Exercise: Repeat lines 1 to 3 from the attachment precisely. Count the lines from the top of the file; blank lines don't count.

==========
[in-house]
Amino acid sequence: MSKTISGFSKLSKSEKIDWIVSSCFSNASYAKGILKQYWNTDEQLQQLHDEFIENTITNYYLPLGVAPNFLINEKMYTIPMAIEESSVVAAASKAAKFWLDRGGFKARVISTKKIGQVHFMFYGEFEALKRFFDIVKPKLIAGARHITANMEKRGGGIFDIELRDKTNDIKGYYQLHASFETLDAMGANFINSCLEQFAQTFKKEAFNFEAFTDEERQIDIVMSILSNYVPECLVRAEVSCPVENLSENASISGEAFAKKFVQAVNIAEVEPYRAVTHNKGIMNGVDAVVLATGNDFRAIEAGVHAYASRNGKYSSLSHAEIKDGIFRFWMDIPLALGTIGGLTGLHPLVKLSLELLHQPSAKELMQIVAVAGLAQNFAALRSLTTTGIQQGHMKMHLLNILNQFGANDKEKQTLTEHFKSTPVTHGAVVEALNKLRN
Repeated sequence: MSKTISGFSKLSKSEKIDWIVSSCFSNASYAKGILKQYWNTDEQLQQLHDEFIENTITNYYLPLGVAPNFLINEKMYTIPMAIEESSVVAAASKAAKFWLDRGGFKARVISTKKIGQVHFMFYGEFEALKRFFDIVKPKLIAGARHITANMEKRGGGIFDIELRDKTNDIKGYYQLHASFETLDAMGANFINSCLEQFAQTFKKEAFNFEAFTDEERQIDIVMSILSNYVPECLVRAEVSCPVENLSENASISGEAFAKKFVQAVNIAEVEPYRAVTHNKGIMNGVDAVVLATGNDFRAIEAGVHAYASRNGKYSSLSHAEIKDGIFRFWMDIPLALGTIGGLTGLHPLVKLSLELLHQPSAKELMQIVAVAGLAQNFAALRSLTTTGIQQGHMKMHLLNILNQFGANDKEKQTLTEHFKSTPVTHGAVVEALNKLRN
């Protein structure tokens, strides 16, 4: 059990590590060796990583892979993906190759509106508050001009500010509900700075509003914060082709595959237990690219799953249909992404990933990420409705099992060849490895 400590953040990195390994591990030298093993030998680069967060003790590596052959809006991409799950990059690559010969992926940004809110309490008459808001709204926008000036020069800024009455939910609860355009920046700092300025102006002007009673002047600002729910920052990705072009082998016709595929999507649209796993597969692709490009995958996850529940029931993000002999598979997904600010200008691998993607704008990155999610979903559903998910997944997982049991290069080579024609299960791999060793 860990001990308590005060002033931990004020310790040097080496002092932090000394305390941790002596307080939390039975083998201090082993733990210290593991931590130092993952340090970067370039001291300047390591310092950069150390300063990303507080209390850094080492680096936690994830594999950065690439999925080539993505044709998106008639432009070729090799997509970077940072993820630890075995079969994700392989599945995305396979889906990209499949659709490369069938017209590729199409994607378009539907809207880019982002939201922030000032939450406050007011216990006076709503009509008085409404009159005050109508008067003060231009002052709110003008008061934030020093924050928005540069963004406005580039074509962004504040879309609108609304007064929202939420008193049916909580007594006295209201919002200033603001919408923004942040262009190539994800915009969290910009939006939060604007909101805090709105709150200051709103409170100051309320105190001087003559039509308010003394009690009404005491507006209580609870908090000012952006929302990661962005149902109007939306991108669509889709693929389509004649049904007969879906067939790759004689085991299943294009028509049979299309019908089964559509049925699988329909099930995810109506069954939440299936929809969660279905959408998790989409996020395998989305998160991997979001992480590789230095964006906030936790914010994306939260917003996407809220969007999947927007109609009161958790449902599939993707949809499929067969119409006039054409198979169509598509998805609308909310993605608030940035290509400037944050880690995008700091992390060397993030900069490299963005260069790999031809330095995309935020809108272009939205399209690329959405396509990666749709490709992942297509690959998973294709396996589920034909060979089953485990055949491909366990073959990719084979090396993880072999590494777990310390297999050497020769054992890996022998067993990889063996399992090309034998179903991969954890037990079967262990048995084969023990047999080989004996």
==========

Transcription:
[in-house]
Amino acid sequence: MSKTISGFSKLSKSEKIDWIVSSCFSNASYAKGILKQYWNTDEQLQQLHDEFIENTITNYYLPLGVAPNFLINEKMYTIPMAIEESSVVAAASKAAKFWLDRGGFKARVISTKKIGQVHFMFYGEFEALKRFFDIVKPKLIAGARHITANMEKRGGGIFDIELRDKTNDIKGYYQLHASFETLDAMGANFINSCLEQFAQTFKKEAFNFEAFTDEERQIDIVMSILSNYVPECLVRAEVSCPVENLSENASISGEAFAKKFVQAVNIAEVEPYRAVTHNKGIMNGVDAVVLATGNDFRAIEAGVHAYASRNGKYSSLSHAEIKDGIFRFWMDIPLALGTIGGLTGLHPLVKLSLELLHQPSAKELMQIVAVAGLAQNFAALRSLTTTGIQQGHMKMHLLNILNQFGANDKEKQTLTEHFKSTPVTHGAVVEALNKLRN
Repeated sequence: MSKTISGFSKLSKSEKIDWIVSSCFSNASYAKGILKQYWNTDEQLQQLHDEFIENTITNYYLPLGVAPNFLINEKMYTIPMAIEESSVVAAASKAAKFWLDRGGFKARVISTKKIGQVHFMFYGEFEALKRFFDIVKPKLIAGARHITANMEKRGGGIFDIELRDKTNDIKGYYQLHASFETLDAMGANFINSCLEQFAQTFKKEAFNFEAFTDEERQIDIVMSILSNYVPECLVRAEVSCPVENLSENASISGEAFAKKFVQAVNIAEVEPYRAVTHNKGIMNGVDAVVLATGNDFRAIEAGVHAYASRNGKYSSLSHAEIKDGIFRFWMDIPLALGTIGGLTGLHPLVKLSLELLHQPSAKELMQIVAVAGLAQNFAALRSLTTTGIQQGHMKMHLLNILNQFGANDKEKQTLTEHFKSTPVTHGAVVEALNKLRN